1. Do you think that the peso had fallen far enough as of December 22 or that it would continue to lose value? Is it the predicted exchange rate usually accurate?
No, I don’t think peso had fallen far enough to an appropriate value. According to the PPP theory which relates equilibrium changes in the exchange rate to changes in the ration of domestic and foreign prices, the exchange rate in Mexico should depreciate to offset the high inflation rate. Based on the inflation data from 1990 to 1994, the exchange rate changes should be:
So it would continue to lose value a little bit.
It is not usually accurate because besides inflation rate, there are many other factors that have an influence on the exchange rate, such as money supply, government policies, etc. We don’t include everything here.
2. Could the peso float have been forecasted?
The peso float could have been forecasted. Balance of payment was getting worse and worse since 1990 and the trade and current account deficit had an increasing trend these years.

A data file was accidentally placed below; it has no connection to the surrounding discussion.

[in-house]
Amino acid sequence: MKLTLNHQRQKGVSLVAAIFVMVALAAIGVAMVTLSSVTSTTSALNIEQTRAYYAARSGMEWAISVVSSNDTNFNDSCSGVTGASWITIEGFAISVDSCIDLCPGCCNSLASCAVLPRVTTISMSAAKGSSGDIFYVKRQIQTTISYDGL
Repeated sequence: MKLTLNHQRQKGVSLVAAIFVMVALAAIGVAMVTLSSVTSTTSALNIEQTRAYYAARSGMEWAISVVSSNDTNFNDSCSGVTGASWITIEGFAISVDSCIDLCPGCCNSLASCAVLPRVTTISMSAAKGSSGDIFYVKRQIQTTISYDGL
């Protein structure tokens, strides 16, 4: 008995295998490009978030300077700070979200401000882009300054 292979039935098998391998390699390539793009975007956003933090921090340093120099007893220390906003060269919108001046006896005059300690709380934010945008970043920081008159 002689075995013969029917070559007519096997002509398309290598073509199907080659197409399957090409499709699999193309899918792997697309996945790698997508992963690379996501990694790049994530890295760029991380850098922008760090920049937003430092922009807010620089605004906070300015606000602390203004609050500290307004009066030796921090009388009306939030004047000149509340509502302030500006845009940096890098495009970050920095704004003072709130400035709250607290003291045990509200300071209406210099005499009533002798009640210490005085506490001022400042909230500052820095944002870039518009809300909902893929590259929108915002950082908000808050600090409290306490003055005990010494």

Inflation: the inflation rate reached 70% from 1990 to 1994, which indicated that Mexico was suffering from a heavy inflation problem then. Inflation could lead to the problem of less export and deficit in the balance of payment.
Money supply: compared to only 39% increase in US, money supply in Mexico increased by 300% from 1990 to 1994.
The above economic indicators show that the economy of Mexico before and during the period that it announced its exchange policy was not satisfying. The fear of domestic people and foreign investors could be the reason that people had forecasted the policy and made move, which leaded to the peso crisis of Mexico economy at that time.
3. What alternatives were available to the Mexican government for dealing with its balance-of-payment problems?
Besides allowing its peso float and making it devaluation, the...
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